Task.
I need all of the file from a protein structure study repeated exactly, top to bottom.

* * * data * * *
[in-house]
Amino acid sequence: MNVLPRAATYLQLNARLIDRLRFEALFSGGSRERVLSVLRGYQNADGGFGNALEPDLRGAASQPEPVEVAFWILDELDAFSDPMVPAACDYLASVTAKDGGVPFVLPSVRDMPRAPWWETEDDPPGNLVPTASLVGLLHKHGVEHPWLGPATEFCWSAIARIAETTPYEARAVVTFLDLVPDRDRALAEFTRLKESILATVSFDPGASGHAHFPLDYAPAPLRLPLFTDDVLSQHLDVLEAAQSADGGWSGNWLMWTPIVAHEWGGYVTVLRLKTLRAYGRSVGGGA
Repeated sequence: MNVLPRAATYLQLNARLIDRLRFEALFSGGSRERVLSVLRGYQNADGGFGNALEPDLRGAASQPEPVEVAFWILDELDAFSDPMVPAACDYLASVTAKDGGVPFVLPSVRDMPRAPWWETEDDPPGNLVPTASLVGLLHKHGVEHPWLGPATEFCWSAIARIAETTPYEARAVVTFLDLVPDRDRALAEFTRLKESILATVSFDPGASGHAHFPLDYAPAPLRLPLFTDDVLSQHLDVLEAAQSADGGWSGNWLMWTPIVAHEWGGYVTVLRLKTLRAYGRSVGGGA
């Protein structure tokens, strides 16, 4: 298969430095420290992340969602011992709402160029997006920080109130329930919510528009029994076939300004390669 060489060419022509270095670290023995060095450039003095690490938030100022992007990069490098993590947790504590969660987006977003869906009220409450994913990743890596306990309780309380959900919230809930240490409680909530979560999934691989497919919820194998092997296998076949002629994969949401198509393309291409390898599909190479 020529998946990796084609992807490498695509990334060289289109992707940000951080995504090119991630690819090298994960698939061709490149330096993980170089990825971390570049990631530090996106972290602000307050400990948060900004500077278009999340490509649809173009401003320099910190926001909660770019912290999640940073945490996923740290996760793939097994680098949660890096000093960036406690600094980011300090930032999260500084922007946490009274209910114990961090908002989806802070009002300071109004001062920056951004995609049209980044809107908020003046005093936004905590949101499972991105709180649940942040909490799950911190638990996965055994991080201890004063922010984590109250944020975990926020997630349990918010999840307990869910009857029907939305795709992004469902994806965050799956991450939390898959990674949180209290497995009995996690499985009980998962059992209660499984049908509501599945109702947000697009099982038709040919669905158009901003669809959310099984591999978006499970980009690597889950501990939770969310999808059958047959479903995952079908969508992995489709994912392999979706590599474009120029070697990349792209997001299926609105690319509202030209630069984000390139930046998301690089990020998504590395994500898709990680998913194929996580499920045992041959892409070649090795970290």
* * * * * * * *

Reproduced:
[in-house]
Amino acid sequence: MNVLPRAATYLQLNARLIDRLRFEALFSGGSRERVLSVLRGYQNADGGFGNALEPDLRGAASQPEPVEVAFWILDELDAFSDPMVPAACDYLASVTAKDGGVPFVLPSVRDMPRAPWWETEDDPPGNLVPTASLVGLLHKHGVEHPWLGPATEFCWSAIARIAETTPYEARAVVTFLDLVPDRDRALAEFTRLKESILATVSFDPGASGHAHFPLDYAPAPLRLPLFTDDVLSQHLDVLEAAQSADGGWSGNWLMWTPIVAHEWGGYVTVLRLKTLRAYGRSVGGGA
Repeated sequence: MNVLPRAATYLQLNARLIDRLRFEALFSGGSRERVLSVLRGYQNADGGFGNALEPDLRGAASQPEPVEVAFWILDELDAFSDPMVPAACDYLASVTAKDGGVPFVLPSVRDMPRAPWWETEDDPPGNLVPTASLVGLLHKHGVEHPWLGPATEFCWSAIARIAETTPYEARAVVTFLDLVPDRDRALAEFTRLKESILATVSFDPGASGHAHFPLDYAPAPLRLPLFTDDVLSQHLDVLEAAQSADGGWSGNWLMWTPIVAHEWGGYVTVLRLKTLRAYGRSVGGGA
């Protein structure tokens, strides 16, 4: 298969430095420290992340969602011992709402160029997006920080109130329930919510528009029994076939300004390669 060489060419022509270095670290023995060095450039003095690490938030100022992007990069490098993590947790504590969660987006977003869906009220409450994913990743890596306990309780309380959900919230809930240490409680909530979560999934691989497919919820194998092997296998076949002629994969949401198509393309291409390898599909190479 020529998946990796084609992807490498695509990334060289289109992707940000951080995504090119991630690819090298994960698939061709490149330096993980170089990825971390570049990631530090996106972290602000307050400990948060900004500077278009999340490509649809173009401003320099910190926001909660770019912290999640940073945490996923740290996760793939097994680098949660890096000093960036406690600094980011300090930032999260500084922007946490009274209910114990961090908002989806802070009002300071109004001062920056951004995609049209980044809107908020003046005093936004905590949101499972991105709180649940942040909490799950911190638990996965055994991080201890004063922010984590109250944020975990926020997630349990918010999840307990869910009857029907939305795709992004469902994806965050799956991450939390898959990674949180209290497995009995996690499985009980998962059992209660499984049908509501599945109702947000697009099982038709040919669905158009901003669809959310099984591999978006499970980009690597889950501990939770969310999808059958047959479903995952079908969508992995489709994912392999979706590599474009120029070697990349792209997001299926609105690319509202030209630069984000390139930046998301690089990020998504590395994500898709990680998913194929996580499920045992041959892409070649090795970290």